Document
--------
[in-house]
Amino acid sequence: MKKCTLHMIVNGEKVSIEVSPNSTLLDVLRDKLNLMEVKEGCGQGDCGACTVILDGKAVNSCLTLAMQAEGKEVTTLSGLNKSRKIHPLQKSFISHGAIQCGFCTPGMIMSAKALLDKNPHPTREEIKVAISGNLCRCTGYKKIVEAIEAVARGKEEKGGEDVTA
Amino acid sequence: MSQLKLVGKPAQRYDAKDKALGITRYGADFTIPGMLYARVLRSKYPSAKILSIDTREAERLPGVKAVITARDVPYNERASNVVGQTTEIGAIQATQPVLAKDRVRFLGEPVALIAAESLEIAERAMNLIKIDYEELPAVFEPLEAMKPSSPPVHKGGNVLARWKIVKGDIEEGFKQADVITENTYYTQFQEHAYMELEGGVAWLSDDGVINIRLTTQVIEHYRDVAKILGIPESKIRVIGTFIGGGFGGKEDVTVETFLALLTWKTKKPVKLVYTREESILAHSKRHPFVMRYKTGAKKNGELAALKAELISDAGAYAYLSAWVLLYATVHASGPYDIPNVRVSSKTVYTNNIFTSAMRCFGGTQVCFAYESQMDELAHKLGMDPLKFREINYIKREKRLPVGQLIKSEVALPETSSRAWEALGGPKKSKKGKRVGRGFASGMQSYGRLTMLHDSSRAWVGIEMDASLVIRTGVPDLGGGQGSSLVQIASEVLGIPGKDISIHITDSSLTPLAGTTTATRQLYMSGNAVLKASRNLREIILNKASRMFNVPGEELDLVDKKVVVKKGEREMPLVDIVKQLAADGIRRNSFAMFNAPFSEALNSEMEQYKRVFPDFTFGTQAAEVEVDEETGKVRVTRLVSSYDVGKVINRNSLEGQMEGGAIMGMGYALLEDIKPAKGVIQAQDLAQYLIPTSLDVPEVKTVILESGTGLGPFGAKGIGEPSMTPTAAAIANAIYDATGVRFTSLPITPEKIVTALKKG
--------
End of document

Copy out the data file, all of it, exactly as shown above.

[in-house]
Amino acid sequence: MKKCTLHMIVNGEKVSIEVSPNSTLLDVLRDKLNLMEVKEGCGQGDCGACTVILDGKAVNSCLTLAMQAEGKEVTTLSGLNKSRKIHPLQKSFISHGAIQCGFCTPGMIMSAKALLDKNPHPTREEIKVAISGNLCRCTGYKKIVEAIEAVARGKEEKGGEDVTA
Amino acid sequence: MSQLKLVGKPAQRYDAKDKALGITRYGADFTIPGMLYARVLRSKYPSAKILSIDTREAERLPGVKAVITARDVPYNERASNVVGQTTEIGAIQATQPVLAKDRVRFLGEPVALIAAESLEIAERAMNLIKIDYEELPAVFEPLEAMKPSSPPVHKGGNVLARWKIVKGDIEEGFKQADVITENTYYTQFQEHAYMELEGGVAWLSDDGVINIRLTTQVIEHYRDVAKILGIPESKIRVIGTFIGGGFGGKEDVTVETFLALLTWKTKKPVKLVYTREESILAHSKRHPFVMRYKTGAKKNGELAALKAELISDAGAYAYLSAWVLLYATVHASGPYDIPNVRVSSKTVYTNNIFTSAMRCFGGTQVCFAYESQMDELAHKLGMDPLKFREINYIKREKRLPVGQLIKSEVALPETSSRAWEALGGPKKSKKGKRVGRGFASGMQSYGRLTMLHDSSRAWVGIEMDASLVIRTGVPDLGGGQGSSLVQIASEVLGIPGKDISIHITDSSLTPLAGTTTATRQLYMSGNAVLKASRNLREIILNKASRMFNVPGEELDLVDKKVVVKKGEREMPLVDIVKQLAADGIRRNSFAMFNAPFSEALNSEMEQYKRVFPDFTFGTQAAEVEVDEETGKVRVTRLVSSYDVGKVINRNSLEGQMEGGAIMGMGYALLEDIKPAKGVIQAQDLAQYLIPTSLDVPEVKTVILESGTGLGPFGAKGIGEPSMTPTAAAIANAIYDATGVRFTSLPITPEKIVTALKKG